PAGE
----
Border wall, tunnel tussle hold up sweeping spending bill
WASHINGTON (AP) President Donald Trump will reap a huge budget increase for the military while Democrats cement wins on infrastructure and other domestic programs that they failed to get under President Barack Obama if lawmakers can agree on a $1.3 trillion government-wide spending bill before a deadline later this week.
Battles over budget priorities in the huge bill were essentially settled Tuesday, but a scaled-back plan for Trump's border wall and a fight over a tunnel under the Hudson River still held up a final agreement.
Republican leaders were hopeful a deal could be announced as early as Tuesday evening, allowing for a House vote Thursday. If a bill doesn't pass Congress by midnight Friday, the government will shut down for a third time this year.
The measure on the table would provide major funding increases for the Pentagon $80 billion over current limits bringing the military budget to $700 billion and giving GOP defense hawks a long-sought victory.
"We made a promise to the country that we would rebuild our military. Aging equipment, personnel shortages, training lapses, maintenance lapses all of this has cost us," said House Speaker Paul Ryan, R-Wis. "With this week's critical funding bill we will begin to reverse that damage."
Domestic accounts would get a generous 10 percent increase on average as well, awarding Democrats the sort of spending increases they sought but never secured during the Obama administration.
Democrats touted billions to fight the nation's opioid addiction epidemic. More than $2 billion would go to strengthen school safety through grants for training, security measures, and treatment for the mentally ill. Medical research at the National Institutes of Health, a longstanding bipartisan priority, would receive a record $3 billion increase to $37 billion.
"We have worked to restore and in many cases increase investments in education, health care, opioids, NIH, child care, college affordability and other domestic and military priorities," said Sen. Patty Murray, D-Wash., a key negotiator of the measure.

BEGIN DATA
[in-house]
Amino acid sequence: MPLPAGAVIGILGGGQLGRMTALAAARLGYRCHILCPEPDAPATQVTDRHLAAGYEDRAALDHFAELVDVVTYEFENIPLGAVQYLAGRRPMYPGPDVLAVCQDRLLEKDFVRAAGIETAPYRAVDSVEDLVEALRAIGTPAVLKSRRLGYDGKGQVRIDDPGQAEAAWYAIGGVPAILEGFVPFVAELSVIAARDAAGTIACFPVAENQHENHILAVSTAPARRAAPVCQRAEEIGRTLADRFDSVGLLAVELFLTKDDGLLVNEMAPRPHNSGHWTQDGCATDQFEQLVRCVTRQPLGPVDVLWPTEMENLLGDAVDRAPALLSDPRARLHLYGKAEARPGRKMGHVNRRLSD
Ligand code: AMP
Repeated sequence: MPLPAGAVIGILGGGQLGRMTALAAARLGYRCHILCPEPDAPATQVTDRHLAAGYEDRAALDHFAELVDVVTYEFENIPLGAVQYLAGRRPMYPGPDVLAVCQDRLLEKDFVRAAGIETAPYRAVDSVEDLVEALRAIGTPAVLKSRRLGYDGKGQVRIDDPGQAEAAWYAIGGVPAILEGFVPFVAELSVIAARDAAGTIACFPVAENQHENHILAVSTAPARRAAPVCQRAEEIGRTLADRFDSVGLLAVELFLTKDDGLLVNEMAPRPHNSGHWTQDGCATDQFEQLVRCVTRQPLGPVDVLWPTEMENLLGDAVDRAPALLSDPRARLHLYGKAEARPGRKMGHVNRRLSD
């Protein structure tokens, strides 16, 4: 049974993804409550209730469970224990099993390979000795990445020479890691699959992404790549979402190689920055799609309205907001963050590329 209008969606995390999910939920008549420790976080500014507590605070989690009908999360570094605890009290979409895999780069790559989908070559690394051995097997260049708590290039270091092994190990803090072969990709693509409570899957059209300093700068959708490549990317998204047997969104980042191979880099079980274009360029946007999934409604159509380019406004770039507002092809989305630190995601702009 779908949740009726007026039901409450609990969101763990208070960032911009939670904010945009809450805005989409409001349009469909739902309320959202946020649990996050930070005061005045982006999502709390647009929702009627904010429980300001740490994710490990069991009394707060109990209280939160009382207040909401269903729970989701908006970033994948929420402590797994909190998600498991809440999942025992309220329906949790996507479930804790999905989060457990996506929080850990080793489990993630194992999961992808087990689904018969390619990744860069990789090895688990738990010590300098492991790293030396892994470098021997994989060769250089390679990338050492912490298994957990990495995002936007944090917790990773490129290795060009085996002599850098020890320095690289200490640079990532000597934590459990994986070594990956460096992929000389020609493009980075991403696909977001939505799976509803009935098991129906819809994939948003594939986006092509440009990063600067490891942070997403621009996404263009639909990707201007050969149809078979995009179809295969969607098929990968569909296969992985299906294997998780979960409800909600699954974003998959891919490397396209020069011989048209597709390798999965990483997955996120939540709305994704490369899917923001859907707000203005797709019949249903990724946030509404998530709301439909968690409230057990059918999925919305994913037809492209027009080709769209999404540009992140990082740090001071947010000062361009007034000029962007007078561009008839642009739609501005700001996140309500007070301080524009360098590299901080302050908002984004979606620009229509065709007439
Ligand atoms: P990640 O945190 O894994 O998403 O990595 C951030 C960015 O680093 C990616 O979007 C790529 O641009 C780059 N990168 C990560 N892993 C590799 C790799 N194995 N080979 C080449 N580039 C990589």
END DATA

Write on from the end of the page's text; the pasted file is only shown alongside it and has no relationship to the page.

Agencies historically unpopular with Republicans, such as the IRS, appear likely to get increases too, in part to prepare for implementation of Trump's recently passed tax measure. The Environmental Protection Agency, always a GOP target, may get a reprieve this year.
Lawmakers agreed on the broad outlines of the budget plan last month, after a standoff forced an overnight shutdown. The legislation implementing that deal is viewed as possibly one of few bills moving through Congress this year, making it a target for lawmakers and lobbyists seeking to attach their top priorities.
But efforts to add on unrelated legislation to tackle politically charged issues, such as immigration and rapidly rising health insurance premiums, appeared to be faltering.
An effort to extend protections for so-called Dreamer immigrants brought to the country as children appears to have failed. Democrats seemed likely to yield on $1.6 billion in wall funding as outlined in Trump's official request for the 2018 budget year, but they were digging in against Trump's plans to hire hundreds of new Border Patrol and immigration enforcement agents.
A dispute over abortion seemed likely to scuttle a Senate GOP plan to provide billions in federal subsidies to insurers to help curb health insurance premium increases.